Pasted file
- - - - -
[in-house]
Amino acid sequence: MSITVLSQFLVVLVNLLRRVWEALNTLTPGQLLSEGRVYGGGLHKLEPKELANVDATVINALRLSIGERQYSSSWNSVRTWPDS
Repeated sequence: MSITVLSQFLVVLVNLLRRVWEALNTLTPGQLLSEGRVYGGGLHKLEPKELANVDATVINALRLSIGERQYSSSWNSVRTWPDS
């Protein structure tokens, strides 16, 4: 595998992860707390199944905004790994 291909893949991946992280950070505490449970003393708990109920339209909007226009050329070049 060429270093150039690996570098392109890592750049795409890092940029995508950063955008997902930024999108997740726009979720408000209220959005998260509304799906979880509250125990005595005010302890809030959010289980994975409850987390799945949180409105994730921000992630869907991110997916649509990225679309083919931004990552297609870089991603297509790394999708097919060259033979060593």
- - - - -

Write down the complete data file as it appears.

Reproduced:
[in-house]
Amino acid sequence: MSITVLSQFLVVLVNLLRRVWEALNTLTPGQLLSEGRVYGGGLHKLEPKELANVDATVINALRLSIGERQYSSSWNSVRTWPDS
Repeated sequence: MSITVLSQFLVVLVNLLRRVWEALNTLTPGQLLSEGRVYGGGLHKLEPKELANVDATVINALRLSIGERQYSSSWNSVRTWPDS
């Protein structure tokens, strides 16, 4: 595998992860707390199944905004790994 291909893949991946992280950070505490449970003393708990109920339209909007226009050329070049 060429270093150039690996570098392109890592750049795409890092940029995508950063955008997902930024999108997740726009979720408000209220959005998260509304799906979880509250125990005595005010302890809030959010289980994975409850987390799945949180409105994730921000992630869907991110997916649509990225679309083919931004990552297609870089991603297509790394999708097919060259033979060593």